To complete your strategy, you need to not only “document it” but also synthesize it into a single-page diagram, that can be shared in a memorable way across the organization. Tools like the drivers or kernel model help you build the communication artifact, along with tools to collect feedback and accelerate learnings about your selected paths.
Product Direction: How to build successful products at scale with Strategy, Roadmaps, and…
Product Direction: How to build successful products at scale with Strategy, Roadmaps, and Objectives and Key Results…
3 — Strategic Roadmaps
Roadmaps are very controversial tools and have been at the root of many failed executions and feature-factory teams. Time scale, solutions vs results, modifiable vs committed, are among the most controversial problems teams face when using this tool.
However, the next step to bring your strategy down to execution is to do an in-depth breakdown of the strategic drivers, considering sequencing and intermediate problems and opportunities that create our path to success. And that is exactly what a well-crafted strategic roadmap can help us achieve, as you will see in the second section of the book.
The roadmap structure helps align how elements are organized to foster clarity and visibility for your product direction.
Strategic grooming helps you divide your selected drivers into actionable problems and opportunities, using tools like customer journey maps, trees, and slicing, resulting in “right-sized” items for your roadmap (granularity depending on how close or far in time the opportunity is).
Afterward, you need to prioritize. Sounds like a product manager’s bread and butter. But actually, strategic prioritization is different, and using “traditional” approaches at this level can be dangerous. Using the sequence that best improves your strategic advantages is a far better approach, combined with an understanding of your desired outcomes per time horizon.
4 — OKRs
OKRs are a perfect match to complete the product direction trio due to their simplicity, fast pace, and ambitious targets. The strategic goals and the roadmap items are the perfect input to set up aligned objectives that help you achieve your strategy’s desired outcomes.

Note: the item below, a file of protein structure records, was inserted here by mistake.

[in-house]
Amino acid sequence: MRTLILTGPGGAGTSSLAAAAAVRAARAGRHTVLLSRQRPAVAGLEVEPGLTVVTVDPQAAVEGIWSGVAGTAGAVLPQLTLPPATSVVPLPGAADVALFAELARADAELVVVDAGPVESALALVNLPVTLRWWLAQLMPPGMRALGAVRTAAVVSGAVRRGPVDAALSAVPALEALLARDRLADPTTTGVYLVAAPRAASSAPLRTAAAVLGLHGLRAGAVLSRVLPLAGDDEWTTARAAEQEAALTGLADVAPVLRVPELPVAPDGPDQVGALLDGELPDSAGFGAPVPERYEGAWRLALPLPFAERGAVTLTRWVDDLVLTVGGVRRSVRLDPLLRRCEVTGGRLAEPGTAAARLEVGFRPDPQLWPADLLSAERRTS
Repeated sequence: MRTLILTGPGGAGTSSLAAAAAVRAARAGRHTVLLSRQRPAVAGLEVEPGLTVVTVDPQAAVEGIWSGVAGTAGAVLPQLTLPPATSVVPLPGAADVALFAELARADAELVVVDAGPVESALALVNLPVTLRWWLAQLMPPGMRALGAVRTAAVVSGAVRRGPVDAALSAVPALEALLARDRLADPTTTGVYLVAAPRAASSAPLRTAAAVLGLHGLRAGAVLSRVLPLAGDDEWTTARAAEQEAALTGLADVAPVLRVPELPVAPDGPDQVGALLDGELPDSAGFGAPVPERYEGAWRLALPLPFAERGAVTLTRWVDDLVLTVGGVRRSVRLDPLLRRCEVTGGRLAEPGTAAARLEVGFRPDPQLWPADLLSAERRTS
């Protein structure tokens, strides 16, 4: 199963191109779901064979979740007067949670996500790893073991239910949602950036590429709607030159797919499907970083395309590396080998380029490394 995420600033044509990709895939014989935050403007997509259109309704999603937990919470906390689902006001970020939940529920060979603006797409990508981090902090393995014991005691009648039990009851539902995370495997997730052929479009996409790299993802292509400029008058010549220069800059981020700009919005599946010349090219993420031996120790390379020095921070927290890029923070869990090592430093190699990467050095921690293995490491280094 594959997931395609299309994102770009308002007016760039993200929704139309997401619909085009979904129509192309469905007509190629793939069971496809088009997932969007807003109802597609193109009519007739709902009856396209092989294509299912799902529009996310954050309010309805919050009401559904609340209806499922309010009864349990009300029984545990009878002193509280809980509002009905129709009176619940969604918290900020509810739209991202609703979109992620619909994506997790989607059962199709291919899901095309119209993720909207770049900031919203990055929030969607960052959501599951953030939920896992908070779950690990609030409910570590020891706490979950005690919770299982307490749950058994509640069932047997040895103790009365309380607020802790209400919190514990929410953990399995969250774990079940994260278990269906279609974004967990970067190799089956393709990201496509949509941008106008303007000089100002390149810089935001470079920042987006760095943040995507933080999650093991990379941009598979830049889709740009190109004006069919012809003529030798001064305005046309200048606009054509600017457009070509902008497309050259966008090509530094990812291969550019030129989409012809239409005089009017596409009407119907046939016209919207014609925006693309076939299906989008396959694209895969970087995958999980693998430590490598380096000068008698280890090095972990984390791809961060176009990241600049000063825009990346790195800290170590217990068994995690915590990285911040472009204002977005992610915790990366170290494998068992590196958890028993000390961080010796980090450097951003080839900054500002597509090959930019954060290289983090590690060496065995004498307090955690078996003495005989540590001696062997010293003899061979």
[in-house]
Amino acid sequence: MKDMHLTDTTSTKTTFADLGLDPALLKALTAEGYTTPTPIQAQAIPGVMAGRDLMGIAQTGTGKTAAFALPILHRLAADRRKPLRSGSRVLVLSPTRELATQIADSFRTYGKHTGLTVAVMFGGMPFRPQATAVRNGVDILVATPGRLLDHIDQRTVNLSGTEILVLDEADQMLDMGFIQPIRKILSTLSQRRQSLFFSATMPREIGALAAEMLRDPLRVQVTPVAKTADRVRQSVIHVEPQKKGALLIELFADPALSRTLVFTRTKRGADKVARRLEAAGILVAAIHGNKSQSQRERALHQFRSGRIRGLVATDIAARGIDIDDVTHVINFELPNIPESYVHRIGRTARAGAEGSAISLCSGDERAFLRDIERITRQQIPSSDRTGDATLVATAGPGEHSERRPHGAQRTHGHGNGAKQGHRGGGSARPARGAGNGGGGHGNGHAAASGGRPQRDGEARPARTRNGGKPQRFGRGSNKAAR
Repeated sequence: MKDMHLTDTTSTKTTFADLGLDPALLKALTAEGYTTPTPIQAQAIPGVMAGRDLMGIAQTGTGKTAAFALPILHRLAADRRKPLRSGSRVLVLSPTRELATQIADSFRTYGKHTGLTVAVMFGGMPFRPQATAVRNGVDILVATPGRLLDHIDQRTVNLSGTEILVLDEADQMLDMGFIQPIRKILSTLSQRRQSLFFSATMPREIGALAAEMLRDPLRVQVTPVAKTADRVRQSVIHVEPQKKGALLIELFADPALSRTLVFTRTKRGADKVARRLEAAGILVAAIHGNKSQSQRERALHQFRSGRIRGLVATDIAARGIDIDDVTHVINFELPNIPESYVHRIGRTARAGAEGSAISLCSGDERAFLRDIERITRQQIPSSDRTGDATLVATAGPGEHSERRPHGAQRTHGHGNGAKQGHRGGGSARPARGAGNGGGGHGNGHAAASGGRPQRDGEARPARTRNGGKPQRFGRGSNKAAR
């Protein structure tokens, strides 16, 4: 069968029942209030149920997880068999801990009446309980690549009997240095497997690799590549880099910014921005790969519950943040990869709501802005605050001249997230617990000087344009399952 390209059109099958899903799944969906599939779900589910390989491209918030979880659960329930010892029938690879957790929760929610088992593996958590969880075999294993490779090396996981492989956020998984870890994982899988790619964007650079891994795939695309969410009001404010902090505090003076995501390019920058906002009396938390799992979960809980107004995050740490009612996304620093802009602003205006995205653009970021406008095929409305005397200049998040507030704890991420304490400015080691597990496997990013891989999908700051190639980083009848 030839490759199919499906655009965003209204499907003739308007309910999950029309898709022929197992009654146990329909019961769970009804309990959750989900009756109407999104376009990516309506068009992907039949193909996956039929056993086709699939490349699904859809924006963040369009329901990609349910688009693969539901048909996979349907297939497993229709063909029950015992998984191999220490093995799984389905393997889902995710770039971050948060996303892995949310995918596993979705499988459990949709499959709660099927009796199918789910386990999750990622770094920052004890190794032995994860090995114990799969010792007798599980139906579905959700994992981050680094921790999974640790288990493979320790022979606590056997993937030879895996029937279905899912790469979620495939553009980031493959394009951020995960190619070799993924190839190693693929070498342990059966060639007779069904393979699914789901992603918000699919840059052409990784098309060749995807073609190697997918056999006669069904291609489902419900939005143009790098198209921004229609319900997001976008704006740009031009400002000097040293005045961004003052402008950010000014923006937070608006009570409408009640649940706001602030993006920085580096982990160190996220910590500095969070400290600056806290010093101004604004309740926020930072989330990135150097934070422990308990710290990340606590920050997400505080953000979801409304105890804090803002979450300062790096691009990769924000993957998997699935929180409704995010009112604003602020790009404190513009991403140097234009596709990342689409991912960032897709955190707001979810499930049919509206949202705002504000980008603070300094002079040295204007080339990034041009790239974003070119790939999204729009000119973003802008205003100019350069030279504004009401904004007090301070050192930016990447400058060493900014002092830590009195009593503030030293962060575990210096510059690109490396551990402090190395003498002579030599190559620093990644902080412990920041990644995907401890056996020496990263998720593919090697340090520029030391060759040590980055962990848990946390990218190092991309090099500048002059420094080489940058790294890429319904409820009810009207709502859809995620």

While the book covers the basics of OKRs, the most interesting aspects may lie in different tools to successfully translate from roadmap items to great quality OKRs. Covering concepts like roadmap item connection, KPI trees, and leading indicators you can craft goals that empower teams and multiply their impact on the strategic path.
Finally, the book covers how dependency management with product direction is different than with traditional top-down management. Having teams that share the same strategic context gives them further empowerment and tools to decide by themselves what is in the best interest of the strategy and the company, instead of optimizing local maximums. Likewise, improving OKR quality can be a team effort, and the book helps uncover what quality considerations they can establish to help each other raise the bar.
5 — All together
Product Direction is part of the larger cycle of product management and development.
Within this cycle, the role of Product Direction is to select the problems and goals on which we want to focus, to assure aligned discovery and delivery processes.
As said, none of this is linear and all processes are interconnected. But hopefully, you can see why each phase is important and how each one helps the others.
Available on Amazon
It would be impossible to write an article that can cover the 60.000 words of content in the book, but I hope it gives a glimpse of the problems covered in it. If you are struggling with any of those, I invite you to read it!
Get Product Direction on Amazon. (Also available on all Amazon international sites)